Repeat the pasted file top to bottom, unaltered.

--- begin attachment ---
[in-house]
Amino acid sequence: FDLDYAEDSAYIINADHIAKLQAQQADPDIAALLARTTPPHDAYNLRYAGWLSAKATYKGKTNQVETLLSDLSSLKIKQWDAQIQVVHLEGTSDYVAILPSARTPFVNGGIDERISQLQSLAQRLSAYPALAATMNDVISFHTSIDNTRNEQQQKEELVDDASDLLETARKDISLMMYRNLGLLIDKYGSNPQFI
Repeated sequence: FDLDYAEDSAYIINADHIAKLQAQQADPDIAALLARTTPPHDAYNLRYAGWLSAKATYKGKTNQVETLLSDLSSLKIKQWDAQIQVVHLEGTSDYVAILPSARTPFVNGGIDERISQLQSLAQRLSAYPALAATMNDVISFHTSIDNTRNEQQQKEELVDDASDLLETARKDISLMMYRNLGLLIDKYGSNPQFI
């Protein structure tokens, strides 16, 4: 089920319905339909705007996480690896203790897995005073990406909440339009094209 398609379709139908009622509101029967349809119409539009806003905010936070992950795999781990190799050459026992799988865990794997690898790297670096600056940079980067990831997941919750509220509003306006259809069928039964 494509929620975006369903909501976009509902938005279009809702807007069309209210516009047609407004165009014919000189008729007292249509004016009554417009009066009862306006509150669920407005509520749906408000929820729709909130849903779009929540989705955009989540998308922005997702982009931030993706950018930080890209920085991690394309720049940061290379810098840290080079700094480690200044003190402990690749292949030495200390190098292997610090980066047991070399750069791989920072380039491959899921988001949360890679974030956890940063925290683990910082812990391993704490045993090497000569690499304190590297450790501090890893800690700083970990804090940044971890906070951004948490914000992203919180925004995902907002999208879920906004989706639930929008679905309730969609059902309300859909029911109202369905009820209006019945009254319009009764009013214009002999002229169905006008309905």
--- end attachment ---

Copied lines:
[in-house]
Amino acid sequence: FDLDYAEDSAYIINADHIAKLQAQQADPDIAALLARTTPPHDAYNLRYAGWLSAKATYKGKTNQVETLLSDLSSLKIKQWDAQIQVVHLEGTSDYVAILPSARTPFVNGGIDERISQLQSLAQRLSAYPALAATMNDVISFHTSIDNTRNEQQQKEELVDDASDLLETARKDISLMMYRNLGLLIDKYGSNPQFI
Repeated sequence: FDLDYAEDSAYIINADHIAKLQAQQADPDIAALLARTTPPHDAYNLRYAGWLSAKATYKGKTNQVETLLSDLSSLKIKQWDAQIQVVHLEGTSDYVAILPSARTPFVNGGIDERISQLQSLAQRLSAYPALAATMNDVISFHTSIDNTRNEQQQKEELVDDASDLLETARKDISLMMYRNLGLLIDKYGSNPQFI
């Protein structure tokens, strides 16, 4: 089920319905339909705007996480690896203790897995005073990406909440339009094209 398609379709139908009622509101029967349809119409539009806003905010936070992950795999781990190799050459026992799988865990794997690898790297670096600056940079980067990831997941919750509220509003306006259809069928039964 494509929620975006369903909501976009509902938005279009809702807007069309209210516009047609407004165009014919000189008729007292249509004016009554417009009066009862306006509150669920407005509520749906408000929820729709909130849903779009929540989705955009989540998308922005997702982009931030993706950018930080890209920085991690394309720049940061290379810098840290080079700094480690200044003190402990690749292949030495200390190098292997610090980066047991070399750069791989920072380039491959899921988001949360890679974030956890940063925290683990910082812990391993704490045993090497000569690499304190590297450790501090890893800690700083970990804090940044971890906070951004948490914000992203919180925004995902907002999208879920906004989706639930929008679905309730969609059902309300859909029911109202369905009820209006019945009254319009009764009013214009002999002229169905006008309905």